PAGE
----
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  5. Story 1 - Wagga Wagga
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Teacher Information

Keeping Warm

This teaching-learning sequence is based on additional content relating to how insulation of a warm body can control heat transfer. It has been designed as an extension to a Stage 4 unit of work in which students have gained an understanding of heat energy. The activities could be included if teachers wish to extend student learning beyond the scope of the syllabus essential content.



Transcript text

Well, we had fire and of course, sleeping by the fire, we kept warm. We used to build little breakwinds, to lie away from the wind, and dug holes in the ground, long trenches, rolled hot stones into them, covered them over and we lay on those and when we didn't have the stones we would drag the ashes into them and cover them over and lay on that too. And the children would come along, we'd cuddle up to the children; the dog was a great blanket too for us and in some places, they would heat the stones and wrap them in skins, kangaroo skins or possum skins and they would use those to lie on.

Classifying Animals

This teaching-learning sequence has been designed as an introduction to using keys. It could be incorporated into a Stage 4 unit such as Living Things, provided in Science 7-10 Advice on Programming and Assessment.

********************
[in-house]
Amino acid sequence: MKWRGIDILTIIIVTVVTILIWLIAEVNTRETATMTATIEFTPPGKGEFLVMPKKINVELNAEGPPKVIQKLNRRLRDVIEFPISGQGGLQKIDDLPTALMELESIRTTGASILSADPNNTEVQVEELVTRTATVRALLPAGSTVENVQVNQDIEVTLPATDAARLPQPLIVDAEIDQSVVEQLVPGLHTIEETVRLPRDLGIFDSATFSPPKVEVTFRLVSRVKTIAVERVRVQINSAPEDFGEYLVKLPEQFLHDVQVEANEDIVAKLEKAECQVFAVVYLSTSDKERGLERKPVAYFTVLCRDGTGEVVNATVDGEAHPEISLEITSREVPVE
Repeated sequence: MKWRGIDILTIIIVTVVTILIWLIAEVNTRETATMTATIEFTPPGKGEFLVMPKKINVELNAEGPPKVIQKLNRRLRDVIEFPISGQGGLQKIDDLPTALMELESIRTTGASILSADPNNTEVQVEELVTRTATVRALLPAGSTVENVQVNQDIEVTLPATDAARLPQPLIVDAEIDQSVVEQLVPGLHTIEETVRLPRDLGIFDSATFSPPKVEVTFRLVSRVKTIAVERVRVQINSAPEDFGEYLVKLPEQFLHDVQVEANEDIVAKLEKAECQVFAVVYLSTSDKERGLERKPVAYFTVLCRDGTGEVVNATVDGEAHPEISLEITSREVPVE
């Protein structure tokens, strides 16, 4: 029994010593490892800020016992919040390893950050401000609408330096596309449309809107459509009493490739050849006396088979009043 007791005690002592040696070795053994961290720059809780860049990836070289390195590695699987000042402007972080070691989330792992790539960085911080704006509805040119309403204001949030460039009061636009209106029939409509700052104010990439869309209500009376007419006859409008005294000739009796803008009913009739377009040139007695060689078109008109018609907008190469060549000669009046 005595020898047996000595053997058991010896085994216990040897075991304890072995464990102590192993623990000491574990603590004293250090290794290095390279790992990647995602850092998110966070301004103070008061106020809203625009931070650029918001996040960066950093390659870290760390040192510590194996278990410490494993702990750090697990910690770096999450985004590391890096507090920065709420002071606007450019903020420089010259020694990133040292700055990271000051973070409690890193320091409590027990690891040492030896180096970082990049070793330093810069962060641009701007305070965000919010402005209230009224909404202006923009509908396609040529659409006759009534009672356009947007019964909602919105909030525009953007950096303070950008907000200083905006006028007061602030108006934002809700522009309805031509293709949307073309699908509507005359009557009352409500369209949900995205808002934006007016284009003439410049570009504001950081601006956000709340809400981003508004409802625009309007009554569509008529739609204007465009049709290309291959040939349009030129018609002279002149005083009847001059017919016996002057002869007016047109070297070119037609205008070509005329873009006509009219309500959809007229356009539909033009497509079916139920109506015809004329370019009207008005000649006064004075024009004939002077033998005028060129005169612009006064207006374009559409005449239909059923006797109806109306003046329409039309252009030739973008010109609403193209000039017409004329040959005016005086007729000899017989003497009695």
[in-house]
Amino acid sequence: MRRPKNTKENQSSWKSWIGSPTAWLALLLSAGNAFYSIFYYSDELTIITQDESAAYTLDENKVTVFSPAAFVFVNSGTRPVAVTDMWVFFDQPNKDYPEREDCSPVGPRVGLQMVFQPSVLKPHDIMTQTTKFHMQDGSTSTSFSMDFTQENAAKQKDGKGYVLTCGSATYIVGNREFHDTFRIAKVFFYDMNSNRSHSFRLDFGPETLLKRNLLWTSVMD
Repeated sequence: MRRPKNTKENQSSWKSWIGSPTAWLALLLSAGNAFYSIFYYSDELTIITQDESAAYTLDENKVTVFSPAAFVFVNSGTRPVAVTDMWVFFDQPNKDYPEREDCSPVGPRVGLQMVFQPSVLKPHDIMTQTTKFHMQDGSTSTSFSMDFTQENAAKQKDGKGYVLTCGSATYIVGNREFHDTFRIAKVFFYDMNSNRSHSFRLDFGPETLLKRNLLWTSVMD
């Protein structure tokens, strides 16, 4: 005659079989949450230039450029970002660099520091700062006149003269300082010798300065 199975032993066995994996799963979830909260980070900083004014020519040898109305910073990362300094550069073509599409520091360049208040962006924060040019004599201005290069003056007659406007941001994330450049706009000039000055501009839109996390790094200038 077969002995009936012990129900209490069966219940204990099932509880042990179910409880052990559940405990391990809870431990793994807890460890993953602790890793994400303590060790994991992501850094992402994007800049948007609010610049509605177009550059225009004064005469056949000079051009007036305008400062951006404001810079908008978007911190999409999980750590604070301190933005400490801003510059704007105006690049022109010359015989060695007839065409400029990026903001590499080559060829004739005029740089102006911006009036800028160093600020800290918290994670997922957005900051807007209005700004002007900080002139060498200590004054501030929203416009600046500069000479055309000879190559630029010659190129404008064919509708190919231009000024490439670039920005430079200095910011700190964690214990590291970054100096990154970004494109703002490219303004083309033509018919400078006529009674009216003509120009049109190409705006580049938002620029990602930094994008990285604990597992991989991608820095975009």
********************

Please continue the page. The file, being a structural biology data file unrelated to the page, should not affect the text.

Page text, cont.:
An extension activity is provided for teachers who wish to develop student learning beyond the scope of the essential syllabus content. The activity is based on additional content and involves students using computer software to design a key to identify some traditional Aboriginal tools, weapons or devices.

Transcript text

Well, in the Dreamtime, man and animal were one, and men and animals could change into each other in what we call 'shape shifting'. Animals could become men, men could become animals. Trees too come into the equation too. Trees could become men, men could become animals. And from them a lot of us got totems; that's where we get a lot of the totems from, those places. And Dreamtime is a time of magic and people could change into animals and they did not want to change back. They felt so secure there that they wouldn't change back and over the thousands of years since the Dreamtime, the ability to change back has been lost.

Managing the Environment

This teaching-learning sequence is based on syllabus essential content and has been designed to be embedded in a Stage 5 unit of work in which students have gained an understanding of how human activities impact on the abiotic and biotic features of the environment.

Transcript text

Well, we used to camp in certain areas, you know, for the time it came... while we could hunt, while we could eat and live there, and then when the animals moved away from the hunters, it was time to move on and we moved on to a different camp. And we used to burn off so that by the time we came back the next time, all the new shoots would be there and all the animals would be coming back to their own eating grounds.

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